GREEN BAY, Wis. - Green Bay Packers quarterback Aaron Rodgers is confirming that he will miss significant time after fracturing his collarbone during Monday night's game against the Chicago Bears.
"We do know the collarbone is fractured. We still have not talked about or discussed any long-term prognosis," said Rodgers on ESPN Radio.
"It's a difficult injury because there's not a specific type of rehab you can do...you have to wait for the bone to heal," Rodgers shared. "I feel like I've been a quick healer in the past. I hope this is on the short end of the prognosis."
ESPN's Adam Shefter reported that initial scans of Rodgers' collarbone revealed the fracture, and that Rodgers would miss at least three weeks of playing time. Additional tests will be done Tuesday.
Rodgers appeared to injure his shoulder as he was slammed to the ground on a Shea McClellin sack with 12:38 remaining in the first half. He completed one pass for 27 yards to Jordy Nelson before exiting.
Rodgers was briefly examined by team doctor Patrick McKenzie before jogging off to the locker room. He returned to the sideline in the third quarter in sweats and no sling on his shoulder.
Sideline reporters mentioned a problem with Rodgers' collarbone, but his coach had a different take.
"He has a shoulder injury," Packers coach Mike McCarthy said. "They want to run more tests. They don't have an exact diagnosis. We'll have more information, probably tomorrow."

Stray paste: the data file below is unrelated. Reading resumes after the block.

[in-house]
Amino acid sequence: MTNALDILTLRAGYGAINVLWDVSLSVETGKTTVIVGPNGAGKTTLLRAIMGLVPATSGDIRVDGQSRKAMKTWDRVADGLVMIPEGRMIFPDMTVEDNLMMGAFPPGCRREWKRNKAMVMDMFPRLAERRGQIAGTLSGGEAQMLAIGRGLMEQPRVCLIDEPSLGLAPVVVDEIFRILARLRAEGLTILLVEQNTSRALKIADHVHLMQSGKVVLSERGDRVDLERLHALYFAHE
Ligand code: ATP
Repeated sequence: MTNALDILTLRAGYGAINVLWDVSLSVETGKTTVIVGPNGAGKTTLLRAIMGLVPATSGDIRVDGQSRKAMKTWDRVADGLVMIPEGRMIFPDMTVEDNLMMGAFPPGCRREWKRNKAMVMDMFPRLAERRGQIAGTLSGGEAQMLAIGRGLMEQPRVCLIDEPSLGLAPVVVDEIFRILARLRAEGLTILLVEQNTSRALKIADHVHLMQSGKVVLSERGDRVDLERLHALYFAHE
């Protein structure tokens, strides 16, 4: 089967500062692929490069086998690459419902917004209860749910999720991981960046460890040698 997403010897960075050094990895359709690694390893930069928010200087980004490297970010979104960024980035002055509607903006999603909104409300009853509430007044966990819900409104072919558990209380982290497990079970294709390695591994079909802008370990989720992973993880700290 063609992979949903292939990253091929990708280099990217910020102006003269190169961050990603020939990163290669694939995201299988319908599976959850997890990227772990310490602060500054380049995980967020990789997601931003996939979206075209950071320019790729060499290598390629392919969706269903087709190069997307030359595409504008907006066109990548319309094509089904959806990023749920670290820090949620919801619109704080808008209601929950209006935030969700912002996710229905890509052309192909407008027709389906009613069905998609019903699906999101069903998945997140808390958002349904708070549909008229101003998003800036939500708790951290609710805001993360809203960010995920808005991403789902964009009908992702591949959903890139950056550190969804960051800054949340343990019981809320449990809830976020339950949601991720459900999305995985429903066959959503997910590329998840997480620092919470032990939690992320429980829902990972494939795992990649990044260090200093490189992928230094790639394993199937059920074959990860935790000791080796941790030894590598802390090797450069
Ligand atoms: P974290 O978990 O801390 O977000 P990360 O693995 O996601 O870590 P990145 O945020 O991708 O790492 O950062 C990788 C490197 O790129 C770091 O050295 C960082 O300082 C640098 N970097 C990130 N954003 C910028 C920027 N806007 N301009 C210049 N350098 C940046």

Pressed for more information, McCarthy insisted there wasn't any.
"No timeline, no exact diagnosis," he said. "That's where we're at."
Without Rodgers, the Packers turned to veteran backup quarterback Seneca Wallace, who was serviceable managing the offense in his first regular-season snaps since quarterbacking Cleveland in a 13-9 loss to Pittsburgh on Jan. 1, 2012.
Wallace's night didn't get off to a good start. On his first series, Bears defensive end Julius Peppers popped a pass up at the line of scrimmage and picked it off.
"Aaron's a huge part of our offense," McCarthy said. "This is a thing that's been built over time with Aaron as the centerpiece. I don't think it's realistic to put anyone in there and expect him to perform (like Rodgers)."
Running back James Starks rushed for a 32-yard touchdown on the first play of Wallace's second series, but the offense finished the first half going three-and-out twice and never crossed the Bears' 40-yard line.
Wallace is the only backup quarterback currently on the active roster, though third-year pro Scott Tolzien recently received a significant salary boost to remain on the practice squad after receiving overtures from the Browns.
Coincidentally, Matt Flynn, who served as Rodgers' backup from 2008-11, was released by Buffalo on Monday.
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